On average, the world is expected to lose 6% in terms of welfare
Hottest regions of the world, like parts of Africa, will still bear the brunt of global warmingPIxabay

However, the exact number depends on the yearly discount factor like carbon emissions from forestry and non carbon emissions from greenhouse gases.

Accounting for uncertainty, the global average of welfare loss could be anywhere as high as 12% to 20%. But, this uncertainty only has an impact on the global average. The relative distribution of losses remains relatively the same.

Simply put, the hottest regions will still be on the losing side and the coldest will have something to gain.

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Hotter regions will see a massive drop in productivity, while cooler regions will get a boost

Hotter regions will see a massive drop in productivity, while cooler regions will get a boost
A rickshaw puller wears mask and covers is head as India's national capital, New Delhi, undergoes a heatwave in 2020BCCL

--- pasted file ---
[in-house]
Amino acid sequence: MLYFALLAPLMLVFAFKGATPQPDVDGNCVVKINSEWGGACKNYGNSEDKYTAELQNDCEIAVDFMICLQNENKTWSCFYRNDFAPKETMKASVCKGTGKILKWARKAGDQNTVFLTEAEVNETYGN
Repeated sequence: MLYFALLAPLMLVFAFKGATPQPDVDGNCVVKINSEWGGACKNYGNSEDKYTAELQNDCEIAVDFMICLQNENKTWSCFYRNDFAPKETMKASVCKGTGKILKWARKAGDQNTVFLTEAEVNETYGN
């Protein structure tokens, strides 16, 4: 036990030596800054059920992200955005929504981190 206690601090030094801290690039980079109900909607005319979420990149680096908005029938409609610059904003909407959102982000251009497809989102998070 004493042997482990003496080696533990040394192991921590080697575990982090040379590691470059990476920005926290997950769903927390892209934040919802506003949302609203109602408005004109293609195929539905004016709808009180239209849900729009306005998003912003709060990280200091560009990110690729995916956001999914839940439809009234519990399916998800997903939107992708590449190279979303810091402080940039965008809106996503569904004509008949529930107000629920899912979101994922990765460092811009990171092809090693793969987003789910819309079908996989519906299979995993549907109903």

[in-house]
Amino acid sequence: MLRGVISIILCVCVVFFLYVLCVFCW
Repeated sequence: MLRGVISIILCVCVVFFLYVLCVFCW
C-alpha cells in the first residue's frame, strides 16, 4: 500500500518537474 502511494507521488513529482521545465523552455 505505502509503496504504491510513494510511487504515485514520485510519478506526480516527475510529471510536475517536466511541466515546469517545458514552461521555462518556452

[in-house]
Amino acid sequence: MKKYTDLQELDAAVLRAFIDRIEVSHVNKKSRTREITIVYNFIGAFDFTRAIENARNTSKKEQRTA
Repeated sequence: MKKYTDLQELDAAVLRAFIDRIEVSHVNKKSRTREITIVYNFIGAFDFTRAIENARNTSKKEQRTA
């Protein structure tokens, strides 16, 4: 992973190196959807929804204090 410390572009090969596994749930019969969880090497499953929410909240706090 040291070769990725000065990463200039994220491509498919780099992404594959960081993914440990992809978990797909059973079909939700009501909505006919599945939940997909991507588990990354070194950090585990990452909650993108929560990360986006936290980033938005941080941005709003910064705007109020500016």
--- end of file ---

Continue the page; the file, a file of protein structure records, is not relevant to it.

The magnitude of the decline in productivity depends on the birth rate, migration costs, trade networks and other local characteristics.

In certain parts of Brazil, the Middle East, India and Australia, productivity is set to decline by as much as 60%, according to the Princeton’s report.

Meanwhile, in certain parts of Alaska, Northern Canada, Greenland and Northern Russia, productivity doubles relative to if there was no global warming at all. Not very clear in that line. Make it a very simple sentence.

Global warming generates migration towards colder regions, which helps boost productivity.

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But, if migration costs increase by 25%, the average welfare cost of global warming rises by another 4%

But, if migration costs increase by 25%, the average welfare cost of global warming rises by another 4%
Waves from a "king tide" wash into parking lot at Cabrillo Beach, California, in December 2018California King Tides Project via NASA